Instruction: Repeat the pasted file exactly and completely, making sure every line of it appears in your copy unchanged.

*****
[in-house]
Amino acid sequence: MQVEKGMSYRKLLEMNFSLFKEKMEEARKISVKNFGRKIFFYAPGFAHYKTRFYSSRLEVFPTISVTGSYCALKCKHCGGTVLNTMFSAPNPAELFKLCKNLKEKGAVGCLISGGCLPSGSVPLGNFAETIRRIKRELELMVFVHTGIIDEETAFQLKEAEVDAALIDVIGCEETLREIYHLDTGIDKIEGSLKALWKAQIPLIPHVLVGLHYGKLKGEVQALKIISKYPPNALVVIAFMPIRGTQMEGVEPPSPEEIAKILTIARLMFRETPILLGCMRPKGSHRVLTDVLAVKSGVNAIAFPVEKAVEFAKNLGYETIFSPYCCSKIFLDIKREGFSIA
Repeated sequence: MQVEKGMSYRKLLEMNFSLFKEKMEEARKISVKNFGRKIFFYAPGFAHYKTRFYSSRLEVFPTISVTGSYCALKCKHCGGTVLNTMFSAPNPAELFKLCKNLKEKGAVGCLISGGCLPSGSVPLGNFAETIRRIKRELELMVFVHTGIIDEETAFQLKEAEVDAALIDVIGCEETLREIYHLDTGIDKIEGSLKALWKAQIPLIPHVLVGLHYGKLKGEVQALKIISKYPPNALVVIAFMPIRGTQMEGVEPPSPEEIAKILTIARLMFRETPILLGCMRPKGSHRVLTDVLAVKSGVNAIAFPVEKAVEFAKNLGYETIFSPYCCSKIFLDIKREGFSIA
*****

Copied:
[in-house]
Amino acid sequence: MQVEKGMSYRKLLEMNFSLFKEKMEEARKISVKNFGRKIFFYAPGFAHYKTRFYSSRLEVFPTISVTGSYCALKCKHCGGTVLNTMFSAPNPAELFKLCKNLKEKGAVGCLISGGCLPSGSVPLGNFAETIRRIKRELELMVFVHTGIIDEETAFQLKEAEVDAALIDVIGCEETLREIYHLDTGIDKIEGSLKALWKAQIPLIPHVLVGLHYGKLKGEVQALKIISKYPPNALVVIAFMPIRGTQMEGVEPPSPEEIAKILTIARLMFRETPILLGCMRPKGSHRVLTDVLAVKSGVNAIAFPVEKAVEFAKNLGYETIFSPYCCSKIFLDIKREGFSIA
Repeated sequence: MQVEKGMSYRKLLEMNFSLFKEKMEEARKISVKNFGRKIFFYAPGFAHYKTRFYSSRLEVFPTISVTGSYCALKCKHCGGTVLNTMFSAPNPAELFKLCKNLKEKGAVGCLISGGCLPSGSVPLGNFAETIRRIKRELELMVFVHTGIIDEETAFQLKEAEVDAALIDVIGCEETLREIYHLDTGIDKIEGSLKALWKAQIPLIPHVLVGLHYGKLKGEVQALKIISKYPPNALVVIAFMPIRGTQMEGVEPPSPEEIAKILTIARLMFRETPILLGCMRPKGSHRVLTDVLAVKSGVNAIAFPVEKAVEFAKNLGYETIFSPYCCSKIFLDIKREGFSIA